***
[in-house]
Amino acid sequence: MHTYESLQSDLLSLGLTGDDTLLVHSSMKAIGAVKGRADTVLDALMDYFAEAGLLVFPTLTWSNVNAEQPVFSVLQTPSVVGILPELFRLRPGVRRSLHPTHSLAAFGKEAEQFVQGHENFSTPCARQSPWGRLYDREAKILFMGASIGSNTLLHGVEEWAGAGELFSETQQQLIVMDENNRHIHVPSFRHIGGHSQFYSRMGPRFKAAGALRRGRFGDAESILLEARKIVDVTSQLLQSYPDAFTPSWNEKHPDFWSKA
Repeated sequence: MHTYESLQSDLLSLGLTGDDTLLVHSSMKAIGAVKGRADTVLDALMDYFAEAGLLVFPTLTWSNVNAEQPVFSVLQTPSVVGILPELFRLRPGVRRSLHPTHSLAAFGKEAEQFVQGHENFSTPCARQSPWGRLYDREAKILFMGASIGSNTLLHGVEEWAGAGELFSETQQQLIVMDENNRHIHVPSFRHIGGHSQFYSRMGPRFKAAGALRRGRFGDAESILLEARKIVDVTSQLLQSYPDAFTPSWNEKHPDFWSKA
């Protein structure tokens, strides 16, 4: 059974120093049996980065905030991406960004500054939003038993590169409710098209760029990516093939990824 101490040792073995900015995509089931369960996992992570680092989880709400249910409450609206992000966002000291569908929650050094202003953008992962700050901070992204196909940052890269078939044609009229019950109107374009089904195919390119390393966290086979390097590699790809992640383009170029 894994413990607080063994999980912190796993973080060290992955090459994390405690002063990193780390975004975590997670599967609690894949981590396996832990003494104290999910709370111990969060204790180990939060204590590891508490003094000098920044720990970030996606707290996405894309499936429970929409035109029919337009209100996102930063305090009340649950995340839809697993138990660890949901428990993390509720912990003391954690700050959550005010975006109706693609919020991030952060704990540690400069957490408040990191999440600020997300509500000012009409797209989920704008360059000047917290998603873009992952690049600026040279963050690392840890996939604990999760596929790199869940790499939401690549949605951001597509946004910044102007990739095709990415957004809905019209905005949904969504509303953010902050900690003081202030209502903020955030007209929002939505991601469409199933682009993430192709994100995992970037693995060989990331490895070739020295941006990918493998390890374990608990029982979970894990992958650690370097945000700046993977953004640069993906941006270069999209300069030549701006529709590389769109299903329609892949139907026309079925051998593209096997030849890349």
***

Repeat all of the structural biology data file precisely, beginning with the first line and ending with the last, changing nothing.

[in-house]
Amino acid sequence: MHTYESLQSDLLSLGLTGDDTLLVHSSMKAIGAVKGRADTVLDALMDYFAEAGLLVFPTLTWSNVNAEQPVFSVLQTPSVVGILPELFRLRPGVRRSLHPTHSLAAFGKEAEQFVQGHENFSTPCARQSPWGRLYDREAKILFMGASIGSNTLLHGVEEWAGAGELFSETQQQLIVMDENNRHIHVPSFRHIGGHSQFYSRMGPRFKAAGALRRGRFGDAESILLEARKIVDVTSQLLQSYPDAFTPSWNEKHPDFWSKA
Repeated sequence: MHTYESLQSDLLSLGLTGDDTLLVHSSMKAIGAVKGRADTVLDALMDYFAEAGLLVFPTLTWSNVNAEQPVFSVLQTPSVVGILPELFRLRPGVRRSLHPTHSLAAFGKEAEQFVQGHENFSTPCARQSPWGRLYDREAKILFMGASIGSNTLLHGVEEWAGAGELFSETQQQLIVMDENNRHIHVPSFRHIGGHSQFYSRMGPRFKAAGALRRGRFGDAESILLEARKIVDVTSQLLQSYPDAFTPSWNEKHPDFWSKA
């Protein structure tokens, strides 16, 4: 059974120093049996980065905030991406960004500054939003038993590169409710098209760029990516093939990824 101490040792073995900015995509089931369960996992992570680092989880709400249910409450609206992000966002000291569908929650050094202003953008992962700050901070992204196909940052890269078939044609009229019950109107374009089904195919390119390393966290086979390097590699790809992640383009170029 894994413990607080063994999980912190796993973080060290992955090459994390405690002063990193780390975004975590997670599967609690894949981590396996832990003494104290999910709370111990969060204790180990939060204590590891508490003094000098920044720990970030996606707290996405894309499936429970929409035109029919337009209100996102930063305090009340649950995340839809697993138990660890949901428990993390509720912990003391954690700050959550005010975006109706693609919020991030952060704990540690400069957490408040990191999440600020997300509500000012009409797209989920704008360059000047917290998603873009992952690049600026040279963050690392840890996939604990999760596929790199869940790499939401690549949605951001597509946004910044102007990739095709990415957004809905019209905005949904969504509303953010902050900690003081202030209502903020955030007209929002939505991601469409199933682009993430192709994100995992970037693995060989990331490895070739020295941006990918493998390890374990608990029982979970894990992958650690370097945000700046993977953004640069993906941006270069999209300069030549701006529709590389769109299903329609892949139907026309079925051998593209096997030849890349």